Also, the bentonite-based material spray apparatus according to the present invention, which solves the above problems, is a bentonite spray apparatus for forming a bentonite layer by spraying a bentonite-based material having as a main material thereof bentonite or a mixture containing bentonite, the apparatus comprising the above bentonite-based material spraying nozzle; a compressor for supplying compressed air to the nozzle; and bentonite-based material supply means for supplying the bentonite-based material to the nozzle; wherein a bentonite layer is formed by jetting the bentonite-based material mixed with the compressed air, together with the compressed air, from the nozzle, and by spraying the bentonite-based material mixed with the compressed air.

The spray method and spray apparatus for bentonite-based material according to the present invention allow forming a bentonite layer having high dry density.

BRIEF DESCRIPTION OF THE DRAWINGS

FIG. 1 is a schematic diagram illustrating a bentonite-based material spray apparatus according to the present invention;

FIG. 2 is a cross-sectional diagram of a supersonic nozzle;

FIG. 3 is a front-view cross-sectional diagram of the building process of a radioactive waste disposal facility;

FIG. 4 is a front-view cross-sectional diagram continuing the process of FIG. 3;

FIG. 5 is a front-view cross-sectional diagram of a radioactive waste disposal facility;

FIG. 6 is a front-view cross-sectional diagram of the building process of an open-air waste disposal facility;

FIG. 7 is a cross-sectional diagram of another example of a supersonic nozzle;

FIG. 8 is a graph illustrating a relationship between water content and dry density after spraying in an example of the invention and a comparative example;

FIG. 9 is a graph illustrating a relationship between water content and dry density after spraying in a test of the present invention; and

FIG. 10 is a schematic diagram illustrating a bentonite-based material spray apparatus according to a variation.

DESCRIPTION OF THE REFERENCE NUMERALS

1, 60 . . . spray apparatus

  • 2, 40, 61 . . . supersonic nozzle
  • 3 . . . first hose
  • 4 . . . second hose
  • 5, 63 . . . compressor
  • 6, 64 . . . bentonite container (bentonite-based material supply means)
  • 10, 41 . . . tip member
  • 11 . . . jet orifice
  • 12 . . . back-end opening
  • 13 . . . channel
  • 14 . . . constriction portion
  • 15 . . . compression portion
  • 16 . . . expansion portion
  • 20, 42 . . . connecting member
  • 21 . . . connecting member body
  • 22, 43 . . . branch pipe member
  • 24 . . . front end opening
  • 25 . . . first connecting opening
  • 26 . . . second connecting opening
  • 30 . . . radioactive waste disposal facility
  • 31 . . . gallery
  • 32 . . . radioactive waste
  • 33, 52 . . . water-impervious layer (bentonite layer)
  • 50 . . . open-air waste disposal facility
  • 32, 51 . . . (radioactive) waste
  • 62 . . . three-way hose

BEST MODE FOR CARRYING OUT THE INVENTION

Preferred embodiments of the present invention are explained next with reference to accompanying drawings. FIG. 1 is a schematic diagram illustrating a bentonite-based material spray apparatus according to an embodiment of the present invention.

As illustrated in FIG. 1, a spray apparatus 1 according to the present embodiment comprises a supersonic nozzle 2 which is a nozzle for spraying bentonite-based material. The supersonic nozzle 2 is connected to one end of a first hose 3 and one end of a second hose 4. The other end of the first hose 3 is connected to a compressor 5, while the other end of the second hose 4 is connected to a bentonite container 6 as a bentonite-based material supply means.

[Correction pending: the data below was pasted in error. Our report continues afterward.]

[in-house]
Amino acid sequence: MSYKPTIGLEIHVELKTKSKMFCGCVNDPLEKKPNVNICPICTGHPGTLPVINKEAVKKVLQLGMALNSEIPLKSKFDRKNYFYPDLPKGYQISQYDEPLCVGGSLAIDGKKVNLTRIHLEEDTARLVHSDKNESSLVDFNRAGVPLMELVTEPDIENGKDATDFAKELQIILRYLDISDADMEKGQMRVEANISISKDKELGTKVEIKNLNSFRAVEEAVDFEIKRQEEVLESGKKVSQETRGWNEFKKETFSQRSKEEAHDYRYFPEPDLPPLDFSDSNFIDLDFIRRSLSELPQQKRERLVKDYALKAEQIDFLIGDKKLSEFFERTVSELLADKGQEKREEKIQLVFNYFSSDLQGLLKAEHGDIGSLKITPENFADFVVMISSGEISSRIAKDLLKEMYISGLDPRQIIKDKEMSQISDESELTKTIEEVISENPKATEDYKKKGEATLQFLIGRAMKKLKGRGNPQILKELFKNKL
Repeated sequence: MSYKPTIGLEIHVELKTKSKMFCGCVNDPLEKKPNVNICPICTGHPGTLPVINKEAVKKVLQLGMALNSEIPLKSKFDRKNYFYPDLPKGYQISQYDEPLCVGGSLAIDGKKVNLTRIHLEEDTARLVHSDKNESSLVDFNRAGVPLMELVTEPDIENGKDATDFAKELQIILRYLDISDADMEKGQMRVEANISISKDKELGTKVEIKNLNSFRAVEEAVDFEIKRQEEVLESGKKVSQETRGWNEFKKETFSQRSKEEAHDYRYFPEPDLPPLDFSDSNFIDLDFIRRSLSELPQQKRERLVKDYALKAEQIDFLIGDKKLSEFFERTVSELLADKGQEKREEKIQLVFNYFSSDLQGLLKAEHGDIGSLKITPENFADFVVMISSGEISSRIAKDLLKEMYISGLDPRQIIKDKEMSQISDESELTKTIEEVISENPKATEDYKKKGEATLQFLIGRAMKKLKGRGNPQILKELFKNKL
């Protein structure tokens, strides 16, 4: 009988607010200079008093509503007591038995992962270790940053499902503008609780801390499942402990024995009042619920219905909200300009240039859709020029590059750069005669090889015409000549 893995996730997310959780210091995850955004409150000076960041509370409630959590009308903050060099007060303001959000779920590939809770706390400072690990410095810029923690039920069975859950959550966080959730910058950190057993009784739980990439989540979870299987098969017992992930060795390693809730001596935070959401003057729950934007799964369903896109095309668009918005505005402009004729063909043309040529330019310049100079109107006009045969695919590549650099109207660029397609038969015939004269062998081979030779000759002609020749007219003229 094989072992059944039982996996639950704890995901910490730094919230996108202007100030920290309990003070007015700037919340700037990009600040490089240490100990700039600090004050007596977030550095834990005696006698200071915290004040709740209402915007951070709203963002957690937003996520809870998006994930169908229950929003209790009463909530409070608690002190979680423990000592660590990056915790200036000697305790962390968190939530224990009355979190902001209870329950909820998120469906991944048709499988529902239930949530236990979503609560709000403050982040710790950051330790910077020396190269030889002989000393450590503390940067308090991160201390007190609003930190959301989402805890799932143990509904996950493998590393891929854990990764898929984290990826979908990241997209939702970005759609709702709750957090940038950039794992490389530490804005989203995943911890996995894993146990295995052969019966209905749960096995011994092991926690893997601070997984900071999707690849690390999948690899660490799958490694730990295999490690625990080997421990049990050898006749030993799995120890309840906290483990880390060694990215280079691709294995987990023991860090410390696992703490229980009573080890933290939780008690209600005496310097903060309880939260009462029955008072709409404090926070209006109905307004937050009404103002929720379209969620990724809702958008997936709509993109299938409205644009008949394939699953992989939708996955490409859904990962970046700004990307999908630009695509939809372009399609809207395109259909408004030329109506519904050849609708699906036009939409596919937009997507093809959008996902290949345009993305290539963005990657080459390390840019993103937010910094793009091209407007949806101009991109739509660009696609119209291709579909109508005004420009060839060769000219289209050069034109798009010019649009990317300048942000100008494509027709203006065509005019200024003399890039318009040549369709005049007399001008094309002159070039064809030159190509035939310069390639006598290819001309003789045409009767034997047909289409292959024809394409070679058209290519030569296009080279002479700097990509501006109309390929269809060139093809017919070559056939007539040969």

The supersonic nozzle 2, which is also called a Laval nozzle, has a tip member 10 and a connecting member 20, as illustrated in FIG. 2. On the front end of the tip member 10 there is formed a jet orifice 11, while on the back end of the tip member 10 there is formed a back-end opening 12. The connecting member 20 is connected to the back-end opening 12. Between the jet orifice 11 and the back-end opening 12 of the tip member 10 there is formed a channel 13, while on the channel 13 there is formed a constriction portion 14. Upstream from the constriction portion 14 of the channel 13 (toward the back-end opening 12), there is formed a compression portion 15 comprising a wide channel having a wider diameter than that of the constriction portion 14, while downstream of the constriction portion 14 (toward the jet orifice 11) there is formed an expansion portion 16 wider than the constriction portion 14 but having a smaller diameter than the compression portion 15.

In the supersonic nozzle 2, the flow velocity of compressed air supplied from the compression portion 15 of the channel 13 to the constriction portion 14 in the tip member 10 increases as the cross-sectional area decreases towards the constriction portion 14. Compressed air becomes supersonic by passing through the constriction portion 14, since a fluid such as air or the like, after passing through the constriction portion 14, becomes accelerated as it expands while passing through the expansion portion 16, to be eventually jetted through the jet orifice 11.

The connecting member 20 of the supersonic nozzle 2 has a connecting member body 21 in which there is provided a branch pipe member 22. On the front end of the connecting member body 21 there is formed a front end opening 24, while on the back end of the connecting member body 21 there is formed a first connecting opening 25. Also, a second connecting opening 26 is formed on the back end of the branch pipe member 22. Amongst these, the front end opening 24 is connected to the back-end opening 12 in the tip member 10. Also, the first hose 3 is connected to the first connecting opening 25, while the second hose 4 is connected to the second connecting opening 26.